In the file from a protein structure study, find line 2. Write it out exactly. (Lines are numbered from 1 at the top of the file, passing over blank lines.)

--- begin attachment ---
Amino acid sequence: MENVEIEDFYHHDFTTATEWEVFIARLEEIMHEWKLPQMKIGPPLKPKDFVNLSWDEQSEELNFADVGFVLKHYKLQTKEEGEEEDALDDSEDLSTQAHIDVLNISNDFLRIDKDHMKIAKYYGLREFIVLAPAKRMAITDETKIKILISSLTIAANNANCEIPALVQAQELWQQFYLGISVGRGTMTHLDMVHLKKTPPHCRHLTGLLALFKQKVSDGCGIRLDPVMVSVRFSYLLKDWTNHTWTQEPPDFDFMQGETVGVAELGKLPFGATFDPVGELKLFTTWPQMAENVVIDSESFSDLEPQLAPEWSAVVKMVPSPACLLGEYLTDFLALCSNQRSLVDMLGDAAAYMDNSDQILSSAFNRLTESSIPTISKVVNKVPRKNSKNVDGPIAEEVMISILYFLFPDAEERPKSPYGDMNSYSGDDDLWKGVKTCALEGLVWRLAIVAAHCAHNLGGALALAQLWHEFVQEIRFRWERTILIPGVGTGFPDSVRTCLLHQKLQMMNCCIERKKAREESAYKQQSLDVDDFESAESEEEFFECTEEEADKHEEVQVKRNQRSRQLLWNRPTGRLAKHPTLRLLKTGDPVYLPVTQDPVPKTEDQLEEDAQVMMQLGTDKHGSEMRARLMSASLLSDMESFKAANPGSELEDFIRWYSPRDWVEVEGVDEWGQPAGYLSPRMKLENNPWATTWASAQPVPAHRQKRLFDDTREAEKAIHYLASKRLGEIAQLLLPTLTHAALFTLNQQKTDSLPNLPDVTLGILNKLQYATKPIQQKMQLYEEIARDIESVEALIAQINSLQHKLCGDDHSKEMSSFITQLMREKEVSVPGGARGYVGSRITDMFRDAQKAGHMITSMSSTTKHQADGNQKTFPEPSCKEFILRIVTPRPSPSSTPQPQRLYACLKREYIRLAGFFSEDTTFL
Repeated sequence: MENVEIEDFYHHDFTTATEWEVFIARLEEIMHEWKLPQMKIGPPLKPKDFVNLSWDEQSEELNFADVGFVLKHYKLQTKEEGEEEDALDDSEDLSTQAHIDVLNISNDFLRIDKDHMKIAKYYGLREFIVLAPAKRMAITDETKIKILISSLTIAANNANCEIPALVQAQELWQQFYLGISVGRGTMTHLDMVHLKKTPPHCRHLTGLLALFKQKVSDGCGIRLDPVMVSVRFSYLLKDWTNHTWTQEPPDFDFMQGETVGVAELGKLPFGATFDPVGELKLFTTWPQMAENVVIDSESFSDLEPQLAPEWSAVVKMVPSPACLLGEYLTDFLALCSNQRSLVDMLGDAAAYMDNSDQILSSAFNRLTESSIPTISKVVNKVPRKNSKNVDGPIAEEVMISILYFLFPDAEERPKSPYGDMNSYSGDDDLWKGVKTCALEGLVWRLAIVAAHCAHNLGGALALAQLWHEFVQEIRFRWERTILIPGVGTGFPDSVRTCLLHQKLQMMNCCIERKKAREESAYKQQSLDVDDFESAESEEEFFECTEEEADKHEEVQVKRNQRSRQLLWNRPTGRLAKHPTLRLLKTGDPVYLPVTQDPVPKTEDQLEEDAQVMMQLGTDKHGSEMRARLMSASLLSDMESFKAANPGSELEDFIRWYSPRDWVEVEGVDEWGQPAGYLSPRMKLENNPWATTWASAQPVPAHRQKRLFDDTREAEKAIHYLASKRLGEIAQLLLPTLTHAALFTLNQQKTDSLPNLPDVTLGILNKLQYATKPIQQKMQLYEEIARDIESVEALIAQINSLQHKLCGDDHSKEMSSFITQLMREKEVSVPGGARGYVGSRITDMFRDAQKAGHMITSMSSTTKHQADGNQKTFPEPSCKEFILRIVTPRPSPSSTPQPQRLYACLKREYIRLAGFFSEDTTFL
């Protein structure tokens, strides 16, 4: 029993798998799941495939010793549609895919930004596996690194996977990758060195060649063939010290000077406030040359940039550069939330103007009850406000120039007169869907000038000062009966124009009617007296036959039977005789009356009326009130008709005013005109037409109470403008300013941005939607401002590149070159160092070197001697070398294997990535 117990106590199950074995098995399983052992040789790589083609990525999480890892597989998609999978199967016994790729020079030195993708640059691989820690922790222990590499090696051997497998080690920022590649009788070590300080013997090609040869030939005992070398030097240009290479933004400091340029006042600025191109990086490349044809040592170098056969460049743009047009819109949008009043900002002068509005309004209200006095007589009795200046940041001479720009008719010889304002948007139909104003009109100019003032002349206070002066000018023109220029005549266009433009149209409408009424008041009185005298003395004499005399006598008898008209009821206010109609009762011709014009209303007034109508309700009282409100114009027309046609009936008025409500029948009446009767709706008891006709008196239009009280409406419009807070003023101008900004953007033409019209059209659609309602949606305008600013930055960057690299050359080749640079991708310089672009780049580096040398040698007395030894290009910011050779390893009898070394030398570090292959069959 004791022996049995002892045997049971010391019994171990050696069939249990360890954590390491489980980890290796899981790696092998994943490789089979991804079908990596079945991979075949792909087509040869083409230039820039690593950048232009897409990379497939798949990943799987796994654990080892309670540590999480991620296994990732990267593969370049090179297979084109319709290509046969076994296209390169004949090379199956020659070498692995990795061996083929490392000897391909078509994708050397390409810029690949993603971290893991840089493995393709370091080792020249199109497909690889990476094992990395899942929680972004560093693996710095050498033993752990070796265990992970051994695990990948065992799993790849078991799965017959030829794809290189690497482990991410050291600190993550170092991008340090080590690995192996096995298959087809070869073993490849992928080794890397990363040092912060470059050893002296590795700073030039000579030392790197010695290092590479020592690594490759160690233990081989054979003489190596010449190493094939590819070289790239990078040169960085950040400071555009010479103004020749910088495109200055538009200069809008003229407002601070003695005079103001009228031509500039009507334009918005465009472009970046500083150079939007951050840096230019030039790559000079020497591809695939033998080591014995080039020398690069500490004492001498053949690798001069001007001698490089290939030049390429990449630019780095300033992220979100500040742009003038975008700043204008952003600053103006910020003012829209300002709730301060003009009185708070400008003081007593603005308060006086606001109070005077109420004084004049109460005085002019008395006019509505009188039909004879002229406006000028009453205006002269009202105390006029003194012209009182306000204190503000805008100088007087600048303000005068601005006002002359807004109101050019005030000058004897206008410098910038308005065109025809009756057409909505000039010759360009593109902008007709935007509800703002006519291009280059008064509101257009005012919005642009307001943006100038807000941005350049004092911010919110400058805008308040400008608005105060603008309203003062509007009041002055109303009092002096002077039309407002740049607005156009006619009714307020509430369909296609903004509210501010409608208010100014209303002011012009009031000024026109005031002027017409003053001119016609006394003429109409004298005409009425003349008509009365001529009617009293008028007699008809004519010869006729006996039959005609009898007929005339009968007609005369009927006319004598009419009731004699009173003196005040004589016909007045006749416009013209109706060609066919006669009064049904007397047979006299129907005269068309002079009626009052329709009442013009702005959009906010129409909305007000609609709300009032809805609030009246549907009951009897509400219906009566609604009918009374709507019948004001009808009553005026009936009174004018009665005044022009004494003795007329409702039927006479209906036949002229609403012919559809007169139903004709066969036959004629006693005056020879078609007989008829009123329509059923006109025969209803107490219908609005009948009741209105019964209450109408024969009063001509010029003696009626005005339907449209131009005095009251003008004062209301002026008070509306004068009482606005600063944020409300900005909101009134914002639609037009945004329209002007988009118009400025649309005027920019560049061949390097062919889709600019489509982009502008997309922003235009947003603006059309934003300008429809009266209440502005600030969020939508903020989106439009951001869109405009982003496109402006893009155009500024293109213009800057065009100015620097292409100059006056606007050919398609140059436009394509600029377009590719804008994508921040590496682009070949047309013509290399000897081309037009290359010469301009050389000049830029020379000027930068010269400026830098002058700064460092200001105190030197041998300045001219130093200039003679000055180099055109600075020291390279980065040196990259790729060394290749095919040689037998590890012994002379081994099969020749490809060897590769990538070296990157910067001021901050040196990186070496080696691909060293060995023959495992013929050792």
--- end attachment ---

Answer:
Repeated sequence: MENVEIEDFYHHDFTTATEWEVFIARLEEIMHEWKLPQMKIGPPLKPKDFVNLSWDEQSEELNFADVGFVLKHYKLQTKEEGEEEDALDDSEDLSTQAHIDVLNISNDFLRIDKDHMKIAKYYGLREFIVLAPAKRMAITDETKIKILISSLTIAANNANCEIPALVQAQELWQQFYLGISVGRGTMTHLDMVHLKKTPPHCRHLTGLLALFKQKVSDGCGIRLDPVMVSVRFSYLLKDWTNHTWTQEPPDFDFMQGETVGVAELGKLPFGATFDPVGELKLFTTWPQMAENVVIDSESFSDLEPQLAPEWSAVVKMVPSPACLLGEYLTDFLALCSNQRSLVDMLGDAAAYMDNSDQILSSAFNRLTESSIPTISKVVNKVPRKNSKNVDGPIAEEVMISILYFLFPDAEERPKSPYGDMNSYSGDDDLWKGVKTCALEGLVWRLAIVAAHCAHNLGGALALAQLWHEFVQEIRFRWERTILIPGVGTGFPDSVRTCLLHQKLQMMNCCIERKKAREESAYKQQSLDVDDFESAESEEEFFECTEEEADKHEEVQVKRNQRSRQLLWNRPTGRLAKHPTLRLLKTGDPVYLPVTQDPVPKTEDQLEEDAQVMMQLGTDKHGSEMRARLMSASLLSDMESFKAANPGSELEDFIRWYSPRDWVEVEGVDEWGQPAGYLSPRMKLENNPWATTWASAQPVPAHRQKRLFDDTREAEKAIHYLASKRLGEIAQLLLPTLTHAALFTLNQQKTDSLPNLPDVTLGILNKLQYATKPIQQKMQLYEEIARDIESVEALIAQINSLQHKLCGDDHSKEMSSFITQLMREKEVSVPGGARGYVGSRITDMFRDAQKAGHMITSMSSTTKHQADGNQKTFPEPSCKEFILRIVTPRPSPSSTPQPQRLYACLKREYIRLAGFFSEDTTFL